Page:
Do you have the right to know if the food you buy contains genetically modified ingredients (GMOs)? That's the question behind California's Proposition 37, which will be on the ballot in November. If it passes, the ripple effects may well change the whole country, and perhaps the world.
Prop. 37 is simple. To quote the California Secretary of State's quick-reference guide:
A YES vote on this measure means: Genetically engineered foods sold in California would have to be specifically labeled as being genetically engineered.
That's essentially it. The official summary [pdf], prepared by the state Attorney General, also notes that Prop. 37 prohibits calling GMO food "natural" and includes various exemptions: the law will not apply to food that has been certified organic; restaurant food; accidentally contaminated food; food from livestock fed on genetically engineered material (if they are "not genetically engineered themselves"); and alcoholic beverages. The Yes campaign is focusing on the Right to Know and who could disagree with that?
Yes on 37 is defending the popular position. A California Business Roundtable poll released in August showed it leading 65-22, and winning [pdf] in every age group and all political affiliations. A national poll in March [pdf] showed labeling supported by 91–5, which is fairly typical and consistent over many years. A KCBS poll in California in March also found 91% support. Which is why proponents managed to gather almost double the signatures needed to put the proposition on the ballot: 508,000 were required, and nearly a million were turned in.
But that is no guarantee of victory. The No campaign has raised at least $27 million and might spend as much as $50 million. The full money trail is not yet on the reporting website, but Monsanto has kicked in $7 million and other major opponents include DuPont, BASF, Bayer, Dow, Pepsico, Nestle, Coca-Cola, Del Monte, General Mills, Kellogg and a raft of others. Included are the corporate parent companies of Horizon Organic, Kashi, Muir Glen and other organic brands.
The Yes campaign is badly behind on money. They have Whole Foods, Nature's Path, Dr Bronner's, and many smaller enterprises, as well as the American Public Health Association, California Nurses Association, United Farm Workers, Sierra Club, Public Citizen, California Certified Organic Farmers, Consumer Federation of America, Center for Food Safety, Food Democracy Now! and thousands of other groups and individuals. They have raised over $3 million so far, launched one TV ad and a new series of radio ads.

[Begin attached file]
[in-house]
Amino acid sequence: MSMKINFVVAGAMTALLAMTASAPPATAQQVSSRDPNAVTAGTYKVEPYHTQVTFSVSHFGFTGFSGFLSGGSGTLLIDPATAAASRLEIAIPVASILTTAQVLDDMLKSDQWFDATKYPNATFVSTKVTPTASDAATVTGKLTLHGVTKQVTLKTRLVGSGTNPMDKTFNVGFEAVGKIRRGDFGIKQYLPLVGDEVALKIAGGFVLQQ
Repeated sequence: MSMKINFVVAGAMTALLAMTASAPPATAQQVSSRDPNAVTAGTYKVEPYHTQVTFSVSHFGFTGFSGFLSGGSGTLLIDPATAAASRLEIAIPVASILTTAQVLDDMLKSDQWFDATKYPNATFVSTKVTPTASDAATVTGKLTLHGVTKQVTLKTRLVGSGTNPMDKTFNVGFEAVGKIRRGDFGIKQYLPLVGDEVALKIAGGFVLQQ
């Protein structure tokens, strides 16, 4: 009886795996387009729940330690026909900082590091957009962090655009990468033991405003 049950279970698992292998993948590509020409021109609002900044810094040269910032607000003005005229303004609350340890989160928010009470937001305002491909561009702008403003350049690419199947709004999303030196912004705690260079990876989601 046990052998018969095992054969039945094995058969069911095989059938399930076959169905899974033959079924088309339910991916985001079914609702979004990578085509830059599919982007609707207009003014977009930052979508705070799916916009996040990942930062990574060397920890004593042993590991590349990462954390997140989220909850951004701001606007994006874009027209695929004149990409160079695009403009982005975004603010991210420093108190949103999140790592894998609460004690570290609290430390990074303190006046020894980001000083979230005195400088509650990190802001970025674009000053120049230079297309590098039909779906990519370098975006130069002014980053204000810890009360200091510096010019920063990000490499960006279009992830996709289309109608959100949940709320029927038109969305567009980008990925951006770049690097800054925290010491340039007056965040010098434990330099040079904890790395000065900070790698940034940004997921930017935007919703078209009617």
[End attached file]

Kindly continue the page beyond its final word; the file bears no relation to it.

Will the avalanche of cash overwhelm the initial public support? Well, it might. Fear of that is why a number of major food-safety organizations were at first reluctant to get on board with the grassroots campaign (initiated by Pamm Larry, a "grandma on a mission") that gathered those signatures. But they're all on board now. This is a struggle worth winning, and it's important not to lose. Ronnie Cummins of the Organic Consumers Association (an early supporter and still a major advocate) writes:
We are entering the home stretch of the most important food policy fight in your lifetime. ... Major food companies have already conceded that if we pass Prop 37 in California, we may as well pass a national GMO labeling law. If this law passes, food manufacturers will take GMOs out of their products, rather than risk losing sales by slapping a label proclaiming "This product contains GMOs" on every package. They admit that from a production standpoint, it makes no sense to reformulate only the products they sell in California, the eighth largest economy in the world - they'll be forced to reformulate all of their products for all US markets.
The same day that his appeal dropped into mailboxes all over the country, so did this extraordinary news, in a Reuters report (via MSNBC):
New GMO study finds tumors in rats fed genetically modified corn
The study itself was published in Food and Chemical Toxicology, and is available here [pdf]. The lead author has been a vocal critic of GMOs, so some people (the Council for Biotechnology Information, for instance) are reflexively skeptical; others (such as Criigen's Michael Antoniou) leapt to the study's defense. It's about time there were long-term studies on the effects of eating GMOs. The agritech companies have systematically blocked such research from being performed or published, as Scientific American complained in 2009. It seems that they really don't want us to know either what we are eating or what it may do to us.
If you live in California, please vote for Proposition 37, and tell your friends. If you'd like to help financially, you can do so via Organic Consumers' Millions Against Monsanto, or Yes on 37, The California Right to Know campaign to label genetically engineered foods.
Previously on Biopolitical Times:
Posted in California, Civil Society, Pete Shanks's Blog Posts, Public Opinion
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